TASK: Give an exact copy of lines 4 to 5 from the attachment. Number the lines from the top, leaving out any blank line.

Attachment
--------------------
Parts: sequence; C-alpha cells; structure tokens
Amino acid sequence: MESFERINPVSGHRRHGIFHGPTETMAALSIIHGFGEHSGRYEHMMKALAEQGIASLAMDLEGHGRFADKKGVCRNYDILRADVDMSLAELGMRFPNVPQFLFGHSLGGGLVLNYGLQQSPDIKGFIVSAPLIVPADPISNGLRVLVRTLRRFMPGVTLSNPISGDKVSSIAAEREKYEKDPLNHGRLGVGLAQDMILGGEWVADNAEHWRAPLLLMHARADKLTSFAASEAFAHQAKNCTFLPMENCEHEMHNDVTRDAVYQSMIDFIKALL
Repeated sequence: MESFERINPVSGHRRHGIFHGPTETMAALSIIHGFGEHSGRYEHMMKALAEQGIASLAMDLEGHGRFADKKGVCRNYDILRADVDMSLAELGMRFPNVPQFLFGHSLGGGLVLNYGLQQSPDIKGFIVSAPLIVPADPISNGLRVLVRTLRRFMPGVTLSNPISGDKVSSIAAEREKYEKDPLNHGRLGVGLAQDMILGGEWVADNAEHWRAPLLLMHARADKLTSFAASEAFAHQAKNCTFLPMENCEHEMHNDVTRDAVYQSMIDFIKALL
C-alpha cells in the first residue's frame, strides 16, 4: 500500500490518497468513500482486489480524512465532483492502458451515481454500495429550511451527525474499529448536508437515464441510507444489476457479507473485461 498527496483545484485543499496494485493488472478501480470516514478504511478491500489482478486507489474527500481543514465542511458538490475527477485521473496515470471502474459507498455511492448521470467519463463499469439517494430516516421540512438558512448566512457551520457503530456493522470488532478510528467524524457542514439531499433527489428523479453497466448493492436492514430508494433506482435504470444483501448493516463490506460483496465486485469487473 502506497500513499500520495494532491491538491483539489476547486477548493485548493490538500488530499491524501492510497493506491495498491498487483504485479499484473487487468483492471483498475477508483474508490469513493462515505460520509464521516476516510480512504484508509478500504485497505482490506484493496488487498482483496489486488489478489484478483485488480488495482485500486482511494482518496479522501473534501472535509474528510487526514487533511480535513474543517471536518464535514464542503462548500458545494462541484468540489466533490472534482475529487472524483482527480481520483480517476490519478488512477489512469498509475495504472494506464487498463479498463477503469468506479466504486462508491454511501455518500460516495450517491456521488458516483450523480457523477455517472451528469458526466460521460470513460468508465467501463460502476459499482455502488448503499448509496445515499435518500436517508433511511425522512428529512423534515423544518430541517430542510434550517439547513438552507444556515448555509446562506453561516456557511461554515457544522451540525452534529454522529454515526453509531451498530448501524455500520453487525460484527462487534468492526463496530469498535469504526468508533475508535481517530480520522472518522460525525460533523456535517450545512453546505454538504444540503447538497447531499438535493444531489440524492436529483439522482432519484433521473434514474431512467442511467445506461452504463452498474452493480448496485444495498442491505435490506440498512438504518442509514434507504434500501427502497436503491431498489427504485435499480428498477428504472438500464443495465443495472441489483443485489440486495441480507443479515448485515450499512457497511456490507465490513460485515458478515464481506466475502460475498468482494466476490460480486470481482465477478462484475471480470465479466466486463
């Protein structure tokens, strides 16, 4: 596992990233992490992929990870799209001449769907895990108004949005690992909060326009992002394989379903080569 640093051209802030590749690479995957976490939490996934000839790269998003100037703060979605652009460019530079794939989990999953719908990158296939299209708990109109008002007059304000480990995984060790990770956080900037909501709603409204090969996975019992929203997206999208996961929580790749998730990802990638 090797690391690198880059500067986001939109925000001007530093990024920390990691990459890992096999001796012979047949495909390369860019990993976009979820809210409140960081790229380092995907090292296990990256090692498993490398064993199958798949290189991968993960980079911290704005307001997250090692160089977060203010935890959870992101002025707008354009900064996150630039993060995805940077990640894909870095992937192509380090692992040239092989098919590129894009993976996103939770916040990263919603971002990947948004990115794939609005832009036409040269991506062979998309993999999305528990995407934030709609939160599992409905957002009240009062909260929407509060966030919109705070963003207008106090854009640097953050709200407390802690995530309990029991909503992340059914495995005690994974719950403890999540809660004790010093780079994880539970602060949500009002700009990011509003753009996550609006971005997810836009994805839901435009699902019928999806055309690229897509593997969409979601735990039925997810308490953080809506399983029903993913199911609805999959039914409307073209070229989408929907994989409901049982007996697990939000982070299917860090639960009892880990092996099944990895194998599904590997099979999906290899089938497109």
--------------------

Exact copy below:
C-alpha cells in the first residue's frame, strides 16, 4: 500500500490518497468513500482486489480524512465532483492502458451515481454500495429550511451527525474499529448536508437515464441510507444489476457479507473485461 498527496483545484485543499496494485493488472478501480470516514478504511478491500489482478486507489474527500481543514465542511458538490475527477485521473496515470471502474459507498455511492448521470467519463463499469439517494430516516421540512438558512448566512457551520457503530456493522470488532478510528467524524457542514439531499433527489428523479453497466448493492436492514430508494433506482435504470444483501448493516463490506460483496465486485469487473 502506497500513499500520495494532491491538491483539489476547486477548493485548493490538500488530499491524501492510497493506491495498491498487483504485479499484473487487468483492471483498475477508483474508490469513493462515505460520509464521516476516510480512504484508509478500504485497505482490506484493496488487498482483496489486488489478489484478483485488480488495482485500486482511494482518496479522501473534501472535509474528510487526514487533511480535513474543517471536518464535514464542503462548500458545494462541484468540489466533490472534482475529487472524483482527480481520483480517476490519478488512477489512469498509475495504472494506464487498463479498463477503469468506479466504486462508491454511501455518500460516495450517491456521488458516483450523480457523477455517472451528469458526466460521460470513460468508465467501463460502476459499482455502488448503499448509496445515499435518500436517508433511511425522512428529512423534515423544518430541517430542510434550517439547513438552507444556515448555509446562506453561516456557511461554515457544522451540525452534529454522529454515526453509531451498530448501524455500520453487525460484527462487534468492526463496530469498535469504526468508533475508535481517530480520522472518522460525525460533523456535517450545512453546505454538504444540503447538497447531499438535493444531489440524492436529483439522482432519484433521473434514474431512467442511467445506461452504463452498474452493480448496485444495498442491505435490506440498512438504518442509514434507504434500501427502497436503491431498489427504485435499480428498477428504472438500464443495465443495472441489483443485489440486495441480507443479515448485515450499512457497511456490507465490513460485515458478515464481506466475502460475498468482494466476490460480486470481482465477478462484475471480470465479466466486463
């Protein structure tokens, strides 16, 4: 596992990233992490992929990870799209001449769907895990108004949005690992909060326009992002394989379903080569 640093051209802030590749690479995957976490939490996934000839790269998003100037703060979605652009460019530079794939989990999953719908990158296939299209708990109109008002007059304000480990995984060790990770956080900037909501709603409204090969996975019992929203997206999208996961929580790749998730990802990638 090797690391690198880059500067986001939109925000001007530093990024920390990691990459890992096999001796012979047949495909390369860019990993976009979820809210409140960081790229380092995907090292296990990256090692498993490398064993199958798949290189991968993960980079911290704005307001997250090692160089977060203010935890959870992101002025707008354009900064996150630039993060995805940077990640894909870095992937192509380090692992040239092989098919590129894009993976996103939770916040990263919603971002990947948004990115794939609005832009036409040269991506062979998309993999999305528990995407934030709609939160599992409905957002009240009062909260929407509060966030919109705070963003207008106090854009640097953050709200407390802690995530309990029991909503992340059914495995005690994974719950403890999540809660004790010093780079994880539970602060949500009002700009990011509003753009996550609006971005997810836009994805839901435009699902019928999806055309690229897509593997969409979601735990039925997810308490953080809506399983029903993913199911609805999959039914409307073209070229989408929907994989409901049982007996697990939000982070299917860090639960009892880990092996099944990895194998599904590997099979999906290899089938497109």